8. Jackie Chan – Rush Hour

New Line Cinema

Rush Hour is another installment in the odd couple/buddy cop action movie oeuvre, this time bringing together goofy martial arts legend Jackie Chan and even goofier comedic sidekick Chris Tucker.

It wasn’t exactly an Oscar-worthy performance from either of them, and in fact doesn’t rank anywhere near the top 10 from Chan’s filmography, but it was the first time most audiences outside of Hong Kong were introduced to his combination of top-notch stunt work and silly (and occasionally subversive) comedy.

But for Chan, it was a disheartening experience:

“I have reasons to do each film, I have something to say. Unlike ‘Rush Hour’ – there was no reason [in making it]. You just give me the money and I’m fine. I dislike ‘Rush Hour’ the most.”Chan thought the stunt work was uninspired and the fight choreography was too “Americanized”. And yet, anyone watching the movie without prior knowledge of the action star’s previous work would be wowed by scenes where Chan effortlessly scales a 15 foot wall and drops hundreds of feet (with the use of wires, of course) onto a makeshift slide.

It’s a reminder that even when he’s just going through the motions, Jackie Chan is one of the most underrated action stars of all time.

7. Chevy Chase – Community

NBC

No recent TV relationship has been as tumultuous (and publicly petty) as that between Community showrunner Dan Harmon and Chevy Chase. During Chase’s four seasons on the cult show, he and Harmon were constantly at odds about the way the character of Pierce Hawthorne should be portrayed. For the most part, this made him hate being on the show.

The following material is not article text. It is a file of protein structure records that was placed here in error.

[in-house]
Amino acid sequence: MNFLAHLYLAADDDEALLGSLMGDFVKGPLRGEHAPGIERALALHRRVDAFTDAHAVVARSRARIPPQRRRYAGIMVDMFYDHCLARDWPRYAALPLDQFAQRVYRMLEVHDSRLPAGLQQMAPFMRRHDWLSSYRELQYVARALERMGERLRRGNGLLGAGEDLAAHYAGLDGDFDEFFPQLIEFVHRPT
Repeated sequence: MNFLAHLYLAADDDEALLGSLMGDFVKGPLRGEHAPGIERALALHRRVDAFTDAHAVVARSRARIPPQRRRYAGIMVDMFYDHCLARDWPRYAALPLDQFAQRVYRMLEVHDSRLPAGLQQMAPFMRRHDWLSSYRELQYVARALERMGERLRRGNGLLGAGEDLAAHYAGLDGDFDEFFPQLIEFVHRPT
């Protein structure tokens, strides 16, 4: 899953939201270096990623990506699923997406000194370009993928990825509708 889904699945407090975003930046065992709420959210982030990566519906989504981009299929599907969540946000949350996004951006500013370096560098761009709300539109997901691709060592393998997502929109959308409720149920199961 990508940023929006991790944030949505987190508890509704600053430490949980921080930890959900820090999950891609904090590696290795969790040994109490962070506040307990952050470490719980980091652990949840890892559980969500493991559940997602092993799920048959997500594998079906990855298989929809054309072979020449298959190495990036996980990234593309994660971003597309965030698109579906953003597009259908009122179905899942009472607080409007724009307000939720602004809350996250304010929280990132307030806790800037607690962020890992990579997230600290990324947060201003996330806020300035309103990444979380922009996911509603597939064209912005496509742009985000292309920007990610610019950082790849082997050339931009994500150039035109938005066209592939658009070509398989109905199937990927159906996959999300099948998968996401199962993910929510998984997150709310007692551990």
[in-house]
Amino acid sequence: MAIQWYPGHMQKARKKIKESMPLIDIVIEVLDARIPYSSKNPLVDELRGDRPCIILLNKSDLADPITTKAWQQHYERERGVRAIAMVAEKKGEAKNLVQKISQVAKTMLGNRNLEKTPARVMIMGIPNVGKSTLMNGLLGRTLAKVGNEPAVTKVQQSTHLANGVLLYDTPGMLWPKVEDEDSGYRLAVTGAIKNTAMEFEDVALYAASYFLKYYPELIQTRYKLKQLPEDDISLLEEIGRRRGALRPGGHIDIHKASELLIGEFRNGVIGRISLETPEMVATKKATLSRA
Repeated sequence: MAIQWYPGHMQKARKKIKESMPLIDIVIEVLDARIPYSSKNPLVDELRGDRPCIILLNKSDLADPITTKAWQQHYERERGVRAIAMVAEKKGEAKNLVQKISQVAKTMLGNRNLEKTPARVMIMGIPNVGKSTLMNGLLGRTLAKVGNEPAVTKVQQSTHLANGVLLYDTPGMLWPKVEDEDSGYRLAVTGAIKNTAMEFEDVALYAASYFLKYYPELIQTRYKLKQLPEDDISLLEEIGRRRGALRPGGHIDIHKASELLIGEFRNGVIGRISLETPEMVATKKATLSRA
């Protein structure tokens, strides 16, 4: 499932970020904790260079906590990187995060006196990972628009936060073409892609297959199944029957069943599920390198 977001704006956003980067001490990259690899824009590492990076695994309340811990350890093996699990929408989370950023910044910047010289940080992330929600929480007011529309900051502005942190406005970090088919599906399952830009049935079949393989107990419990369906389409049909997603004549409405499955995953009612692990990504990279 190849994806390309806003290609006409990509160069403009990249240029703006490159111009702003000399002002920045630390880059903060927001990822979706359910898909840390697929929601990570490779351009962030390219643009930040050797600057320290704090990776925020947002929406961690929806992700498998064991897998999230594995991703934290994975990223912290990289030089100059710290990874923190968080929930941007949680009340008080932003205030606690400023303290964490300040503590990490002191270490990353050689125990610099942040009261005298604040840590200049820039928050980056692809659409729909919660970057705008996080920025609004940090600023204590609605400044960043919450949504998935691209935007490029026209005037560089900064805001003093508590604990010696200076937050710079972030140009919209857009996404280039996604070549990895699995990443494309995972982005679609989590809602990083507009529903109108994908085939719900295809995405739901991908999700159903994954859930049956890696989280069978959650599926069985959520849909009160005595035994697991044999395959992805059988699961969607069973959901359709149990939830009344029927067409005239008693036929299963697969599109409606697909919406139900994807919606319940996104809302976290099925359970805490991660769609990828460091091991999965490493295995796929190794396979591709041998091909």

According to Harmon and some of the other cast members, when Chase didn’t “get his way” he would frequently succumb to his more childish instincts, stepping over his co-stars’ dialogue and seemingly ruining takes on purpose. Joel McHale, the show’s lead, once told Howard Stern that Chase simply “didn’t want to be there” and that whenever he tried to get his co-star back on track, Chase would try to physically fight him.

That type of petulance is exactly what made his character, Pierce, so irritating to watch. It’s also what made him an occasionally brilliant presence on a show that routinely went too far up its own butt. In a weird way, Pierce’s aggressive bewilderment toward the other characters — who were always one meta joke away from complete overload — actually kept the show grounded.

And much of that came from Chase’s real-life disinterest in the self-referential humor Harmon was so fond of. Chase voicing his bemusement through Pierce is what made the show relatable for much of the audience.